Engineer Job Shortage | Focus On Engineering Needs NOT Wants

Engineering recruiting is growing rapidly as more engineer jobs are posted and fewer engineers job candidates are available
Engineer shortages are getting more and more acute. The most recent Labor Department macro level job figures show that U.S. employers have more than seven million unfilled jobs for the first time in history! Recruiting efforts are even tougher for engineers where recruiters are in a ‘War For Talent’ for key engineering candidates.

One useful recruitment strategy to help you through these tough staffing times is to focus on Needs NOT Wants. This applies for recruiting all positions, but is particularly helpful for recruiting key engineers, scientists or technical candidates where unemployment rates are near zero!

Job Openings Exceed 7 Million For First Time in History!

U.S. employers had 7.136 million unfilled job openings in August, which was the most recent data month from the Labor Department. This means that many businesses are struggling to recruit workers in a very tight labor market.

Available jobs in August also outnumbered candidates looking for work by 902,000. This is the largest gap on record as reported by the Labor Department. Prior to March of this year, job openings had never exceeded workers in the more than 17 years of monthly record keeping!

Many employers are struggling to recruit workers with the pool of potential hires continuing to decline. Hiring companies are competing against each other to fill job vacancies, which put job candidates in control of the hiring process!

Focus Your Job Recruiting On Needs Rather Than Wants

In order to succeed during these tough recruitment times, I recommend more aggressive and creative recruitment strategies. One such strategy is focusing on your needs instead of your wants. Here are several steps to help you accomplish this:

First, thoroughly study successful employees who perform that particular job already. This can include breaking down what their regular job activities are using a pie chart. For example, after thorough observation, you may realize your robot engineers spend 80% of their time on hardware and firmware engineering development related to computer vision and streaming video over the Internet. Identify where they spend the 20% balance of the time.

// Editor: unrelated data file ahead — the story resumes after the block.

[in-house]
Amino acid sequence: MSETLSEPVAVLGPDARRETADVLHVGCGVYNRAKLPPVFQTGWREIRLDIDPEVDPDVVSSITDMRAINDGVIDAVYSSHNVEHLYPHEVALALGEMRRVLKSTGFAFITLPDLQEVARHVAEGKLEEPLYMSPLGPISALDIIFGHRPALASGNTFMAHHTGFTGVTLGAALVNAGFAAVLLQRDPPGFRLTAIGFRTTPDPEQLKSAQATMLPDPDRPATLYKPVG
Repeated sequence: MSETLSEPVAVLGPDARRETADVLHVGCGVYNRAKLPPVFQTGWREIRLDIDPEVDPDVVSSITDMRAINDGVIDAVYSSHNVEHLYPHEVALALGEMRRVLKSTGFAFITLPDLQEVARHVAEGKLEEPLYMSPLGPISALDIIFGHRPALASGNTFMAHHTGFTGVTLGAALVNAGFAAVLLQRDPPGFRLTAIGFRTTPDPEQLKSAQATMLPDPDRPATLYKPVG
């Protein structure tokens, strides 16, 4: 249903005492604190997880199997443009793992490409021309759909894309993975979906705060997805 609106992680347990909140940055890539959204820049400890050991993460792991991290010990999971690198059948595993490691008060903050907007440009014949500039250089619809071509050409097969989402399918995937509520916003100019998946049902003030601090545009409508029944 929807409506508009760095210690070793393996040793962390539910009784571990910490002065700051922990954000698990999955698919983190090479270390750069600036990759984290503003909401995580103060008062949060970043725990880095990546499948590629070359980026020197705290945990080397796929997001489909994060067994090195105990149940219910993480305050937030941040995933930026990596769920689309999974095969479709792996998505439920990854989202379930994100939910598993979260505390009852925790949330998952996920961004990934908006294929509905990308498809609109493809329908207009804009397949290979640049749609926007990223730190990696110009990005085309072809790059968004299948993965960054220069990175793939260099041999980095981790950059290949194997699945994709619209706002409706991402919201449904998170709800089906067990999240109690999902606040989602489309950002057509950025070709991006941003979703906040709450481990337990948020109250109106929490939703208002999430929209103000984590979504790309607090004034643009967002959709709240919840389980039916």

Second, focus your job description only on those job skills most relevant to what the pie chart method uncovered and what you actually need. For example, hardware and firmware design experience with GPUs, doing vision algorithms on GPUs, hardware design on complex hardware platforms like smartphones and streaming video on demand. Which are most relevant?

Do not set unrealistic and unneeded goals like: a) 5-10 years experience and b) a PhD in electrical engineering (Caveat: what you “want”). If an engineer candidate does possess the relevant engineering experience either through an internship or school project (the real key here is what you “need”), do not disqualify them.

Finally, consider someone’s ability to ‘rise to the occasion.’ If someone has a demonstrated track record in learning new technologies, do not disqualify them just because they do not possess the specific work experience you want.

You may “want” someone with many years of experience. However, you must realize technology is changing so rapidly. It might be more beneficial to have workers who are flexible and can quickly learn new technologies than it is to have someone who is a master of a current engineering skill, but cannot adapt to the future.

Remember it is better if you focus on “needs” NOT “wants”, especially the long-term needs of your organization.

Call me today at 312-944-4000 to discuss other strategies and tactics to help with your key engineer, scientist or other technical recruiting efforts. Or click here for my full contact information.